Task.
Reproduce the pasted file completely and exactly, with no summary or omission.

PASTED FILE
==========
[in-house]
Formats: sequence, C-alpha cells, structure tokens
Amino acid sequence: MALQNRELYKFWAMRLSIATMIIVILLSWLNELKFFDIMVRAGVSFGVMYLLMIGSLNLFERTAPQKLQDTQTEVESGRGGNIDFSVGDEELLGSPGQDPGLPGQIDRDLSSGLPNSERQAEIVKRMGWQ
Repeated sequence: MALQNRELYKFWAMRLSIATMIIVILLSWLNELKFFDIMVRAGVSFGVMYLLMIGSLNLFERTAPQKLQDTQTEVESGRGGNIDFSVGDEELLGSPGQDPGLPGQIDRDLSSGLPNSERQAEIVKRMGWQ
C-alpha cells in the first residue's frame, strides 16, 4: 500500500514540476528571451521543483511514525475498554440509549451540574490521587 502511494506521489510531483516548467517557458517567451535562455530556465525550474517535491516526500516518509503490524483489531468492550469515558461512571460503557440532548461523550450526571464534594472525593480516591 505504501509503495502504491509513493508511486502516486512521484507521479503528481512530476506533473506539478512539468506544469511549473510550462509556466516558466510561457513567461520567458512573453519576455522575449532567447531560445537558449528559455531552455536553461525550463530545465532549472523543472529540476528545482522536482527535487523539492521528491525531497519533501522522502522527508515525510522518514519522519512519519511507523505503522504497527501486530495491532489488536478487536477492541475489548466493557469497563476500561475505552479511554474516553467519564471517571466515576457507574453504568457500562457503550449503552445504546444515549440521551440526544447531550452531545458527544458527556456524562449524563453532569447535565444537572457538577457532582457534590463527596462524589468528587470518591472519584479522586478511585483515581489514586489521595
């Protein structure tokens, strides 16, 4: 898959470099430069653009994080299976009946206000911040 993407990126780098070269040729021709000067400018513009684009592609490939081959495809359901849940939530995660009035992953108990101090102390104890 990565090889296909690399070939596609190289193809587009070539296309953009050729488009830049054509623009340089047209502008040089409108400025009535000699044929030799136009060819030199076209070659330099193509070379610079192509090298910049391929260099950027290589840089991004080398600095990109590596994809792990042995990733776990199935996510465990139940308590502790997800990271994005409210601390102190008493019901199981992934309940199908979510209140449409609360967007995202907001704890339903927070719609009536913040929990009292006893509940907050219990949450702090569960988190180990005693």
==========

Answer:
[in-house]
Formats: sequence, C-alpha cells, structure tokens
Amino acid sequence: MALQNRELYKFWAMRLSIATMIIVILLSWLNELKFFDIMVRAGVSFGVMYLLMIGSLNLFERTAPQKLQDTQTEVESGRGGNIDFSVGDEELLGSPGQDPGLPGQIDRDLSSGLPNSERQAEIVKRMGWQ
Repeated sequence: MALQNRELYKFWAMRLSIATMIIVILLSWLNELKFFDIMVRAGVSFGVMYLLMIGSLNLFERTAPQKLQDTQTEVESGRGGNIDFSVGDEELLGSPGQDPGLPGQIDRDLSSGLPNSERQAEIVKRMGWQ
C-alpha cells in the first residue's frame, strides 16, 4: 500500500514540476528571451521543483511514525475498554440509549451540574490521587 502511494506521489510531483516548467517557458517567451535562455530556465525550474517535491516526500516518509503490524483489531468492550469515558461512571460503557440532548461523550450526571464534594472525593480516591 505504501509503495502504491509513493508511486502516486512521484507521479503528481512530476506533473506539478512539468506544469511549473510550462509556466516558466510561457513567461520567458512573453519576455522575449532567447531560445537558449528559455531552455536553461525550463530545465532549472523543472529540476528545482522536482527535487523539492521528491525531497519533501522522502522527508515525510522518514519522519512519519511507523505503522504497527501486530495491532489488536478487536477492541475489548466493557469497563476500561475505552479511554474516553467519564471517571466515576457507574453504568457500562457503550449503552445504546444515549440521551440526544447531550452531545458527544458527556456524562449524563453532569447535565444537572457538577457532582457534590463527596462524589468528587470518591472519584479522586478511585483515581489514586489521595
């Protein structure tokens, strides 16, 4: 898959470099430069653009994080299976009946206000911040 993407990126780098070269040729021709000067400018513009684009592609490939081959495809359901849940939530995660009035992953108990101090102390104890 990565090889296909690399070939596609190289193809587009070539296309953009050729488009830049054509623009340089047209502008040089409108400025009535000699044929030799136009060819030199076209070659330099193509070379610079192509090298910049391929260099950027290589840089991004080398600095990109590596994809792990042995990733776990199935996510465990139940308590502790997800990271994005409210601390102190008493019901199981992934309940199908979510209140449409609360967007995202907001704890339903927070719609009536913040929990009292006893509940907050219990949450702090569960988190180990005693």